At the entrance, there were a bunch of military guys there. Turned to out be the Mexican National Guard. They waved us into the park entrance and we got parked up inside.

Parked up at Zempoala National Park.

Now the problem of course, is what to do with Garth's rig.

Bob and I walked up to the entrance to talk to the National Guard guys. The guy who was the boss had spent some time playing football (yes, American football) in the U.S. and spoke a bit of English.... about as good as my Spanish! He said they were there for our security and would help any way they could. In fact, they sent a truck load of guys off right away to guard the rig! Machine guns and all!

Then, a couple of state police guys drove us to the rangers office where the National Guard were stationed. We spoke to the head guy for the state police there and he got right on his radio and called a tow truck... said he would be there in half an hour from Cuernavaca.

Sure enough, the tow truck showed up and we hopped in Jim's rig to lead the tow truck back to Garth's rig.

The tow truck backing in to hook up.

The guy was all business and got the job done. 
It is not easy to hook up to a motorhome and not do any damage.

State Police watching over us.

National Guard guys watching over us too!

Of course the young bad guy was nowhere to be seen. Obviously he was up in the hills watching, but he was not about to make an appearance now!

Can't say enough good things about the National Guard guys and the Morelos State Police. They were great.

The tow truck driver said he knew of a mechanic shop, and we trusted his judgement. We didn't have any other option. Jim and I left Garth with the tow truck as they were finishing getting it hooked up, and we hurried back to the National Park. By this point, it was after 4:00pm and it starts getting dark around 6:00pm.

Stay tuned for part two of this story... the fun isn't over yet!

Valle de Bravo to Zempoala National Park

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Nice price drop on the popular Amazon Fire TV Stick

And in Canada...




12 comments:

  1. Very eventful and exciting. Were you worried about leaving Ruth in the MH by her self?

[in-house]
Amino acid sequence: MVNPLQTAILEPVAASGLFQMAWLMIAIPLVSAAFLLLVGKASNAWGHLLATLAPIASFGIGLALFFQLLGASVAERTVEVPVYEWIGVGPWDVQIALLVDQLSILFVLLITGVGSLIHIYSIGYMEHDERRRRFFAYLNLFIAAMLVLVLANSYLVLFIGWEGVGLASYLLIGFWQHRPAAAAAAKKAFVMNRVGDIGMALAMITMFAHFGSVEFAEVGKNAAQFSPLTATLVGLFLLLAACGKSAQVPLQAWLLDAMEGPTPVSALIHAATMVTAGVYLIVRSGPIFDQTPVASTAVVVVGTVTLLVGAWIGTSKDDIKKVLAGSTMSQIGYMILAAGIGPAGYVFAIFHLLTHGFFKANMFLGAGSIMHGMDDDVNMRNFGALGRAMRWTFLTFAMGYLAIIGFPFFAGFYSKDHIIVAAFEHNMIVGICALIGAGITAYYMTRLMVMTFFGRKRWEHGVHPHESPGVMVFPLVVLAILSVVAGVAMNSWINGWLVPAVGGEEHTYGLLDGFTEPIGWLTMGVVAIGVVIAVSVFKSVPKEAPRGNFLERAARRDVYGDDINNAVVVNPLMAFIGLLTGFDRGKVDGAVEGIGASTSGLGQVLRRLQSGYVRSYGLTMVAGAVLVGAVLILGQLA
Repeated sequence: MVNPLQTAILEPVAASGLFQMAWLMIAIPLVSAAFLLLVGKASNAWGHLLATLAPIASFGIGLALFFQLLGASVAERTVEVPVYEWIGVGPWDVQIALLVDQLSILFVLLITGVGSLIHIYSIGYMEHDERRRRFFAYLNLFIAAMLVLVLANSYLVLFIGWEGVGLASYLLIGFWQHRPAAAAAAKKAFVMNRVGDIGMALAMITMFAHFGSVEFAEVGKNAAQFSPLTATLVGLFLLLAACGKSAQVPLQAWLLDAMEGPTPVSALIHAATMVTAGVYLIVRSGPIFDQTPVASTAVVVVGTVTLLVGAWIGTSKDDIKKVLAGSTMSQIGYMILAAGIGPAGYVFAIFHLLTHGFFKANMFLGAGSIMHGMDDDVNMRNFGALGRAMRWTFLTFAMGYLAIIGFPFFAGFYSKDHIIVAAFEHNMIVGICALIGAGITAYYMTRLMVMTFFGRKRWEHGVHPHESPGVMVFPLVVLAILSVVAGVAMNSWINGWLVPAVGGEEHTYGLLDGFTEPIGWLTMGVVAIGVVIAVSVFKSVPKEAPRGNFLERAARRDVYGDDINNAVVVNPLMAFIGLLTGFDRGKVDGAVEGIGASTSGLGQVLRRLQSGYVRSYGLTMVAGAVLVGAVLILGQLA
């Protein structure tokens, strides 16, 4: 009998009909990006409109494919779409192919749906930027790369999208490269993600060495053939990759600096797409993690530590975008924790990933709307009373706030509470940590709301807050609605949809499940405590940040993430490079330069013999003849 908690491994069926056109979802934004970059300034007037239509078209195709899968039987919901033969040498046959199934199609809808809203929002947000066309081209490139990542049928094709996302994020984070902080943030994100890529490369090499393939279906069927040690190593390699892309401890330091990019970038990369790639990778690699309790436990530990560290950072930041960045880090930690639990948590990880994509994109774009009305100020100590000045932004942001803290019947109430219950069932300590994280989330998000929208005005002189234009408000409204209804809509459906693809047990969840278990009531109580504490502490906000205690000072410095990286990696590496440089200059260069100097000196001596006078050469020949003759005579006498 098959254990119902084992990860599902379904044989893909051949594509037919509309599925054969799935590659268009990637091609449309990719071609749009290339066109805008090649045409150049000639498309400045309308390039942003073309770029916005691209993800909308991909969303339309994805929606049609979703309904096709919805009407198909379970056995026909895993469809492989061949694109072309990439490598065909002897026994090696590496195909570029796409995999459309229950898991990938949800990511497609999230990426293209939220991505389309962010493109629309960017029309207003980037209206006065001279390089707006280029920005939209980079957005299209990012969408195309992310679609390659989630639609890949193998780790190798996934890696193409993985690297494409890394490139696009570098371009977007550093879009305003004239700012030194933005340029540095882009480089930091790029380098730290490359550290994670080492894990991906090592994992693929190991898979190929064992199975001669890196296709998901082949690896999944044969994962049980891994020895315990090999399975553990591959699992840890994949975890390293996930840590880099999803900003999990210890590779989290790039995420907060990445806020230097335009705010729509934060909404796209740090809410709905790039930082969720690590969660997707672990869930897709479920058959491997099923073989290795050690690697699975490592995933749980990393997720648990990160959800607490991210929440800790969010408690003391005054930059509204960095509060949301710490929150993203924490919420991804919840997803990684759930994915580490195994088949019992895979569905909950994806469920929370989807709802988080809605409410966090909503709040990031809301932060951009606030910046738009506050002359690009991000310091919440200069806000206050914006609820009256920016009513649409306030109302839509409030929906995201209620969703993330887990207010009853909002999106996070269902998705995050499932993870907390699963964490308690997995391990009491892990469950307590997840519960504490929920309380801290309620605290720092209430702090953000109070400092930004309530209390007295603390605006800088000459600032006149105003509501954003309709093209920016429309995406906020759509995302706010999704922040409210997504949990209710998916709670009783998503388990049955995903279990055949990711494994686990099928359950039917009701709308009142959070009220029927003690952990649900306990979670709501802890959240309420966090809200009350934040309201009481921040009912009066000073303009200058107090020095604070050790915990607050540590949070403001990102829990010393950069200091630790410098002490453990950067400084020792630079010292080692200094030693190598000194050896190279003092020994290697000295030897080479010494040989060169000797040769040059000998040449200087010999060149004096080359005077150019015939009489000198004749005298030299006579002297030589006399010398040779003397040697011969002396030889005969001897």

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    1. No, not at all because the rest of the group were parked right there with her.

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  2. Oh man! What a day indeed. Poor Garth seems to be having a bit of bad luck with his rig on this trip. Hope this is the last of it and it gets all fixed in no time. Thank goodness for all the security afforded to you! Buena suerte el resto del viaje amigos!

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    1. Garth is definitely a bit frustrated with his unit at the moment, he was just about ready to sell it to the first person that made him an offer yesterday.

      It was really nice that the National Guard and police were around to give us a hand in getting a tow truck and watching over Garth's rig when none of us were around to keep an eye on it. They were wonderful guys, very friendly and helpful. :-)

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  3. Happy to hear how helpful the National Guard and Police were for you.That is a bummer for Garths MH but these things happen and it appears all went well. All part of the adventure and something to laugh about at some random campfire in the future.

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    1. We can't say enough good things about them, it was nice to have them around. :-)

      Garth is definitely very frustrated with his unit at the moment but hopefully that will be the end of his issues with it and then hopefully he can relax and enjoy the rest of his trip.

      I know that we will definitely be reminiscing about this day for a long time to come. And yes, we will be laughing and joking about it.

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  4. Whew! Hoping for a happy ending to this part of the story.

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    1. I don't know that I would say a "happy" end to the story but it did all work out and after we got to the campground and got all of us settled into our spots and had something to eat, we did enjoy a very late happy hour. :-)

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  5. From Roger and Mona, to the shady guy coming down from the hillside, to Garth's rig, all in all everything worked out. Thank goodness!!! The Angels are watching out for all of you, could have been a much worse. Only smooth sailing forward.... Nice you had so many kind, helpful people.

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    1. Yes, it did all work out but definitely not so much for Garth, he really did have a lousy spot for his rig to be dropped off by the mechanics shop right beside a very busy and noisy road. We are so glad that we seem to have the problem fixed now, so with fingers crossed we are hoping for problem free days ahead. :-)

      We can't say enough about all the people that have helped us through these last couple of days, even the "bad guy" was a good guy! :-)

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  6. Kevin I hope I'm wrong on this part. but if you think back on automotive starters 101 where did they get their power and how they work The mechanic it doesn't sound logical
    I would be more interested to look at your present altitude and your. Clean air intake / sensors
    Also you might want to think (read )back when Al from the Bayfield bunch we're going through the Arizona Higher elevation mountain had the same issue as your buddy Which was his clear air intake sensor It was a seven dollar fix
    Some of those sensors don't like high-altitude lack of air
    That's just my two cents worth

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    1. Yes, we also thought about the altitude causing the problem, however it seems that what the mechanic did has fixed it. I never would have though it would be that simple, but electronics and computers and sensors can go whacky due to a basic electrical problem.